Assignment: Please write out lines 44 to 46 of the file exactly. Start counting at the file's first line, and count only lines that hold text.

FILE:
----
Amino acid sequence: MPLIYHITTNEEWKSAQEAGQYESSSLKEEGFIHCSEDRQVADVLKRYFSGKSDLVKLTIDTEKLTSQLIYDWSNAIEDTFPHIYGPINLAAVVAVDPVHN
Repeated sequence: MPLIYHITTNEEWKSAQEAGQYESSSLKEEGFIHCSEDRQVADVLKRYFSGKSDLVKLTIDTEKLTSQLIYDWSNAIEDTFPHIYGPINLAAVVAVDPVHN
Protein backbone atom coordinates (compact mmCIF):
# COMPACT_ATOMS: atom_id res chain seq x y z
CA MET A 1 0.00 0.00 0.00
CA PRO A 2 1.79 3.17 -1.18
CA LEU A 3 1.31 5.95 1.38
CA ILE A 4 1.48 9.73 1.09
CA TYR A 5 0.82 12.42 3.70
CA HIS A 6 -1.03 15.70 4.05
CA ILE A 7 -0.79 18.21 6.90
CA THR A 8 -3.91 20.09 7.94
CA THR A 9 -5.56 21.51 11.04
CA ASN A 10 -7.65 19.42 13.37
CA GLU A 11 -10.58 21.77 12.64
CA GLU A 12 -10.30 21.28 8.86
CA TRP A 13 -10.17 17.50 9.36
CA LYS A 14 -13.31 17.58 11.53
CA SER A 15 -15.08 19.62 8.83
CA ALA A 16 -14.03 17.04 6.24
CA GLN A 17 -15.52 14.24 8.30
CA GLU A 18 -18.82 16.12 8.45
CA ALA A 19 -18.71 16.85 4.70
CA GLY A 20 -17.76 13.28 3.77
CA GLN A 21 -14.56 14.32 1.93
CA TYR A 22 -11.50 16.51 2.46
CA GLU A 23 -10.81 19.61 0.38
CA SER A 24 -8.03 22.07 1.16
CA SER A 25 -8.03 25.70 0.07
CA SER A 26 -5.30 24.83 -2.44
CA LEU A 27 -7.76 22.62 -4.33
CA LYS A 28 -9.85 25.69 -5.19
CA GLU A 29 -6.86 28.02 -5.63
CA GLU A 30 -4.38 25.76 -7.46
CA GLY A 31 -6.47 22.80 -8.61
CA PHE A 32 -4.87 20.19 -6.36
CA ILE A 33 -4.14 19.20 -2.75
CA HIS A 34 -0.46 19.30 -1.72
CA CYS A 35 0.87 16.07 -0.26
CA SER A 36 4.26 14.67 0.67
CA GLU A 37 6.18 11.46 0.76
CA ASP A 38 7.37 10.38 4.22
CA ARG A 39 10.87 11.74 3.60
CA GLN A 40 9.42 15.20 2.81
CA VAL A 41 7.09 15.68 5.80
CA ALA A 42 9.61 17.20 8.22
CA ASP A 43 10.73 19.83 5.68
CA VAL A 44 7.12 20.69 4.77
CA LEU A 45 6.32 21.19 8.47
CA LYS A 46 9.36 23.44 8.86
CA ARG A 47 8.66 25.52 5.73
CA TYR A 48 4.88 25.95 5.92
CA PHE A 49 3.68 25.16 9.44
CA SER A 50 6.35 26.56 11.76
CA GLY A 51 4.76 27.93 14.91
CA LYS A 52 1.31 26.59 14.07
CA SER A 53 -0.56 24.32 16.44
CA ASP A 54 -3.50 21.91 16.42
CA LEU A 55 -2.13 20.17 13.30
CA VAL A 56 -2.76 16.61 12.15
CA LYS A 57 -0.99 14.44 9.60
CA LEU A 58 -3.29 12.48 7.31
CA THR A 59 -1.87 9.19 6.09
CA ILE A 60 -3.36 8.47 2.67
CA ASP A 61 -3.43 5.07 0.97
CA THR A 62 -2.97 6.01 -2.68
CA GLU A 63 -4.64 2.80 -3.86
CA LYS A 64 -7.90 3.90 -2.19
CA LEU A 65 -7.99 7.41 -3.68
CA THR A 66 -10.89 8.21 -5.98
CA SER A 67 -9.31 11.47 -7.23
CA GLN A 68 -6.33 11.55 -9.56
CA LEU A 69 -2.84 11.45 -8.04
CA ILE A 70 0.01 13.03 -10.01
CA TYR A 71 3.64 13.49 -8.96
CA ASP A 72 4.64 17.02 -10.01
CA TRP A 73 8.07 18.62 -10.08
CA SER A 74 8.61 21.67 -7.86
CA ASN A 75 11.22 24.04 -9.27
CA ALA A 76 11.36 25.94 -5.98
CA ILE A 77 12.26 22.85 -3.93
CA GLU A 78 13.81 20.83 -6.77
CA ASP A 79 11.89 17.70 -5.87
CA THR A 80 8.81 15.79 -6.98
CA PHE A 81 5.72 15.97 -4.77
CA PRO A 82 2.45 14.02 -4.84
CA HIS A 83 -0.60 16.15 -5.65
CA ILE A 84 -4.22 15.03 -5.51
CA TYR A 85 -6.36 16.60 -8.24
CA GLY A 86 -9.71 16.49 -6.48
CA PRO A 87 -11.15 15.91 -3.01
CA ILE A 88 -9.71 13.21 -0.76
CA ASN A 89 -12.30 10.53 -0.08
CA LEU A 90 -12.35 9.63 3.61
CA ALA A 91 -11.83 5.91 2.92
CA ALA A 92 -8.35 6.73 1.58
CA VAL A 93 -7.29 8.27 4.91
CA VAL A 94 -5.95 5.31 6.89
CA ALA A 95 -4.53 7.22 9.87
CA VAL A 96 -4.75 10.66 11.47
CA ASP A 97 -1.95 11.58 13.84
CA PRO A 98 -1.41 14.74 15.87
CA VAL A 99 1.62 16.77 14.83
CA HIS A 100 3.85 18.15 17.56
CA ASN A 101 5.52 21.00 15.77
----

CA GLN A 40 9.42 15.20 2.81
CA VAL A 41 7.09 15.68 5.80
CA ALA A 42 9.61 17.20 8.22